Engineers recreate 1900s cricket bowling machine - 3 minutes read

Engineers recreate 1900s cricket bowling machine

2 days ago

By Neve Gordon-Farleigh & PA Media, BBC News, Cambridgeshire

The engineers had no drawings to use from when the contraption was made, only a black and white photograph and a patent application

A wooden machine that bowled out an Australian international cricketer in 1909 has been recreated by a university's engineering department.

The recreation of the bowling machine, designed by Dr John Venn in the early 1900s, was set as a challenge by Hugh Hunt, professor of engineering dynamics and vibration at Cambridge University.

The contraption will be used at events and open days to inspire young people considering maths and engineering careers.

Prof Hunt said: "The idea behind the project was to recreate a bit of history, and to show how much fun you can have with maths."

It was created from only a black and white photograph of the 7ft (2m) machine, and a patent application from the time for reference.

When the Australians visited Cambridge in 1909, their star batsman Victor Trumper was bowled out by the machine.

Thomas Glenday, head of design and technical services at the university's engineering department, said they did not have any drawings to work with.

"It meant we had to sketch it out for ourselves, figure out how the machine was actually going to work, and how it replicates the skill and speed of a spin bowler," he said.

"The spin has been the key piece, and probably the most complicated part of the design."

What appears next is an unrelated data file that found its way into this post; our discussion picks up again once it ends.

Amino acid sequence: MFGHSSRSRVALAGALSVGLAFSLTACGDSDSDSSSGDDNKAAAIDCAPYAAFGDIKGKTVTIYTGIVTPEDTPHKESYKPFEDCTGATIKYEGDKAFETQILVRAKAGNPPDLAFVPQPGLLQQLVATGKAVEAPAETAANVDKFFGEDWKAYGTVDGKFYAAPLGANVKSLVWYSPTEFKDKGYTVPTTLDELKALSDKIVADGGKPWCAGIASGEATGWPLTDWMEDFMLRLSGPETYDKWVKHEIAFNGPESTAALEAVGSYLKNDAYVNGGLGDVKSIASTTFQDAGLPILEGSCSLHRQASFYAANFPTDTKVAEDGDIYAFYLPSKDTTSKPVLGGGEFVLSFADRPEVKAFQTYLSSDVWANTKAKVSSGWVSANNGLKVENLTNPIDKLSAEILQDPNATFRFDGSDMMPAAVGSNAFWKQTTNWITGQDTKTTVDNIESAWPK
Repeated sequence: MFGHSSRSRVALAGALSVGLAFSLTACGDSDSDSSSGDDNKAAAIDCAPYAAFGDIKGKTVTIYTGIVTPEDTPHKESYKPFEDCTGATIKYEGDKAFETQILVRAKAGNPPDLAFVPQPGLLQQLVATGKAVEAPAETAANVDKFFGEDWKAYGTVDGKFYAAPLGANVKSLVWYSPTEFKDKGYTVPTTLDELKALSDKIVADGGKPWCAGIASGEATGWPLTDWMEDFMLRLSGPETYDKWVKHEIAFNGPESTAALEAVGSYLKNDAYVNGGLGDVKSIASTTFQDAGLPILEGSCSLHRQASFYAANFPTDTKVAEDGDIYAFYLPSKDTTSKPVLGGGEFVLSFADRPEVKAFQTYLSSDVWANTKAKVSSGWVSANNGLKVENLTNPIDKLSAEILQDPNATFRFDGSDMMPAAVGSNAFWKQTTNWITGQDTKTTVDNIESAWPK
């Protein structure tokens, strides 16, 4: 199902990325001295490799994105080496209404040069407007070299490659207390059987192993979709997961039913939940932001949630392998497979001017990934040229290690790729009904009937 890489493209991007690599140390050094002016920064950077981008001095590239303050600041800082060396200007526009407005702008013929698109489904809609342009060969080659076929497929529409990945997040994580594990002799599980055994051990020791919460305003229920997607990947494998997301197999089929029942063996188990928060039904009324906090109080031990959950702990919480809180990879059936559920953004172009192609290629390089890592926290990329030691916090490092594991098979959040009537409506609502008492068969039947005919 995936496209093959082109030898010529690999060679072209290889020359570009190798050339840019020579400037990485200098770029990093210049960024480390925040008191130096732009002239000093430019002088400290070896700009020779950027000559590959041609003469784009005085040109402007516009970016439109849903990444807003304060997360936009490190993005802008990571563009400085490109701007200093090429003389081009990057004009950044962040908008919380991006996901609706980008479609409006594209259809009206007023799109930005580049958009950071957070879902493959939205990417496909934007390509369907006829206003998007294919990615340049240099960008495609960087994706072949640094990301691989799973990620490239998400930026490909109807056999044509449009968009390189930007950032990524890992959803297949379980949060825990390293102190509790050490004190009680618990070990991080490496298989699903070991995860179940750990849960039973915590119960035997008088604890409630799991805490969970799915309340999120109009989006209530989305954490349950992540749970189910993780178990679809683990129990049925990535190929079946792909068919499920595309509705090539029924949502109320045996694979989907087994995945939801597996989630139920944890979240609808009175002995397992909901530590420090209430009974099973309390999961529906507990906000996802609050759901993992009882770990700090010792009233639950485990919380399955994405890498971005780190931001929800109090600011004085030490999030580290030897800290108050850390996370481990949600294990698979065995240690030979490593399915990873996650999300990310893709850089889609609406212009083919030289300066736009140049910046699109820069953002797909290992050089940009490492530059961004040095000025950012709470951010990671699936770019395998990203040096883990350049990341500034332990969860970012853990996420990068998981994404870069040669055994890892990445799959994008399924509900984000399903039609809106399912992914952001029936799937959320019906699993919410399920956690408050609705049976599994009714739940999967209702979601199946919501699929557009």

'Historic relic'

They started with a one-fifth-scale model of the machine using coil springs, before upscaling this with bungee cords.

Tests showed the machine could bowl at about 33mph (53km/h), and Mr Glenday said he was "very pleased" with the final product.

"It would be nice for it to be throwing balls at 100mph (161km/h) but it's not designed to be a production machine.

"It's a historic relic which should be treated as such."

Radar tests showed the machine could bowl at about a rate of 33mph (53km/h)

Opening batswoman for the university's women's cricket team, Alice Bebb, 23, tested the machine.

She said: "It's like no bowler I've ever faced before.

"It was like a very tall bowler bowling very close to you and it was difficult to predict where it was going to go."

The machine will feature at Essex County Cricket Club on Monday in an event for the Essex Year of Numbers initiative to inspire a love of learning, with a focus on numeracy.

Source: BBC News

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